There are however many limitations which would have to be overcome in the coming years before this ambitious experiment can be considered a success. In a country such as India it is not surprising that different Panchayats are at different levels of development. In Kerala one can find beautifully built Panchayat offices which make their own plans while in Haryana, I have been to villages where the President of a Gram Panchyat works from home in the absence of a separate office. The problems of elite capture and party capture have been seen in different parts of the country. Gram Sabha, the forum for direct democracy, is yet to become a thriving institution. There are fears that the money and alcohol culture of the election of the upper tiers is creeping into the Panchayats as well. It is also seen that the elected representatives and officials of the poorest areas often do not have the capacity to perform well in implementing rural development schemes. They are also finding it tough to prepare holistic development plans. In spite of the massive efforts taken at training the representatives the coverage is still not adequate. Finding so many quality trainers is also a big problem. The massive flow of funds is also resulting in corruption. Parties are finding it difficult to find so many capable candidates to stand in elections. States have been slow in devolving powers to the Panchayats.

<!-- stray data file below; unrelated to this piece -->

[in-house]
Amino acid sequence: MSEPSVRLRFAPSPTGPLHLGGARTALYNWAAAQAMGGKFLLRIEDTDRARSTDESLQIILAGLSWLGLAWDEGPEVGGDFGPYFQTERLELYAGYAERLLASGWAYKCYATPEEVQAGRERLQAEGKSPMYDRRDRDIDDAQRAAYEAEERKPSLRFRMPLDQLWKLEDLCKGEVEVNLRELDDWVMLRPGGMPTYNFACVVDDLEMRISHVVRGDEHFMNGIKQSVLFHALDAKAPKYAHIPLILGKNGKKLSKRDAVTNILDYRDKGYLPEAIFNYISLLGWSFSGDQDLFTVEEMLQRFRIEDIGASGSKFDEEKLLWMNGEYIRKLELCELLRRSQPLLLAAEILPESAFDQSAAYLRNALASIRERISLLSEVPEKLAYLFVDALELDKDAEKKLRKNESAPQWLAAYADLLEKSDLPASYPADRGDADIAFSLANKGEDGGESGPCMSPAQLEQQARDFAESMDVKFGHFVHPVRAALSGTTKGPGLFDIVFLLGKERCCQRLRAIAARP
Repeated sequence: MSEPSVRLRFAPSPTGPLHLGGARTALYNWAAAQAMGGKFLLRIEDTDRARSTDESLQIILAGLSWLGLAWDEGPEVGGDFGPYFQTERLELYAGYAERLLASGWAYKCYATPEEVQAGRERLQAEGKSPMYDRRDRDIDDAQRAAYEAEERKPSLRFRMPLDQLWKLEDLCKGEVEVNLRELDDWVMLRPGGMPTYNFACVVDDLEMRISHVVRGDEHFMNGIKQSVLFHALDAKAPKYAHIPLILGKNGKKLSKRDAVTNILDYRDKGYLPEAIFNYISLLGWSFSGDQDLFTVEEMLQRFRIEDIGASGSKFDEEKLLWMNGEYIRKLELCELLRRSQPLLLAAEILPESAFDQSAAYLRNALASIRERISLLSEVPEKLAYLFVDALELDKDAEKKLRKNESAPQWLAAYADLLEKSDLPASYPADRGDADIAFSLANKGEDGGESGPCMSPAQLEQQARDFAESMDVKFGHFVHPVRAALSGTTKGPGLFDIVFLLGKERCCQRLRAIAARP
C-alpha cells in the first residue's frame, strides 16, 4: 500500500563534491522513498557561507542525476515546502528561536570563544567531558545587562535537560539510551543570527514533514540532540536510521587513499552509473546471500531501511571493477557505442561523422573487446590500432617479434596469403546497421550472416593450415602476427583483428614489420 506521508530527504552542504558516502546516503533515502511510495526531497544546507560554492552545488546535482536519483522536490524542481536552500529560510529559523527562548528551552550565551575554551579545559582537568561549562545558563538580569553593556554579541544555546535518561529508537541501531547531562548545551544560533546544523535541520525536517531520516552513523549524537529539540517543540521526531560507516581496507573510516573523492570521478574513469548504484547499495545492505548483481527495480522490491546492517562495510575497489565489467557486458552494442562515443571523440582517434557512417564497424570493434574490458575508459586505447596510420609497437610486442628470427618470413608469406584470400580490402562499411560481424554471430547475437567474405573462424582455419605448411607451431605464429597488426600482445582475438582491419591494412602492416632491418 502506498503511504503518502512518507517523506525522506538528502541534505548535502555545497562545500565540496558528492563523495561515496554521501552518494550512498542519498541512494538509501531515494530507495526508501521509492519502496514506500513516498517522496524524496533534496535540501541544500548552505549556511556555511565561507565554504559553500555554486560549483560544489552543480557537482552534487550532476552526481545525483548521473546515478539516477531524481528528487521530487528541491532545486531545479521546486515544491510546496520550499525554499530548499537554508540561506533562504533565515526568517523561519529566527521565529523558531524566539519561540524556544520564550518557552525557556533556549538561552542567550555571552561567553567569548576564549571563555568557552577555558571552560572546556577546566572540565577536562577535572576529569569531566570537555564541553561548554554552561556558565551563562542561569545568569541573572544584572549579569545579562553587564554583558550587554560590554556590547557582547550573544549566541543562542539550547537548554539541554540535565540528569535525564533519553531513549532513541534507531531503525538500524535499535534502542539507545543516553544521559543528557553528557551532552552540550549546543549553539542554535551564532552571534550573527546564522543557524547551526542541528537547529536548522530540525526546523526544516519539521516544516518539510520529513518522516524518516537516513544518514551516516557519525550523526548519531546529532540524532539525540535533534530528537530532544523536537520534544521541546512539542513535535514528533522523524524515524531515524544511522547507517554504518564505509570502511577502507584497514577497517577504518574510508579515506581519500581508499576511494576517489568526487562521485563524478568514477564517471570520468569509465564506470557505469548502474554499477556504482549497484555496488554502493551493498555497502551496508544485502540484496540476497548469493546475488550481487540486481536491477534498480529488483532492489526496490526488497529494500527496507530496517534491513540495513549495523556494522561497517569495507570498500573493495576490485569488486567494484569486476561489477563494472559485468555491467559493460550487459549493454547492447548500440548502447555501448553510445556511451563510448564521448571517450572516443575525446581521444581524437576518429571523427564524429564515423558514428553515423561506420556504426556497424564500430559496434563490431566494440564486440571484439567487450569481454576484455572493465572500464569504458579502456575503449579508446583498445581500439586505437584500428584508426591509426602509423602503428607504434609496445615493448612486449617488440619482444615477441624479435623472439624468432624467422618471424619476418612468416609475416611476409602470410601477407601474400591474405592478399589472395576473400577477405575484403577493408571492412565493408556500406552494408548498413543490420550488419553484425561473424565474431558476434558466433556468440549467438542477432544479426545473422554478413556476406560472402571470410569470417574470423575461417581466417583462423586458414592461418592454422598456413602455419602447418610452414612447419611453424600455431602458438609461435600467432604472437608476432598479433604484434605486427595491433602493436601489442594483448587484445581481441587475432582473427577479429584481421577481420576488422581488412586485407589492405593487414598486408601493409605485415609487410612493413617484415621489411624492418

Keep the Dream Alive
Such limitations should not however lead to a cynical reaction to the experiment itself. The biggest danger is that of losing sight of the dream of building the best local democracy in the world. India's independence from colonial rule came after many years of struggle and many ups and downs. But what remained constant was the dream of an India free from colonial rule. Similarly the dream for a vibrant Panchayati Raj must be kept alive. This is especially relevant at a point in time when there is a serious threat of fascism taking over Indian polity.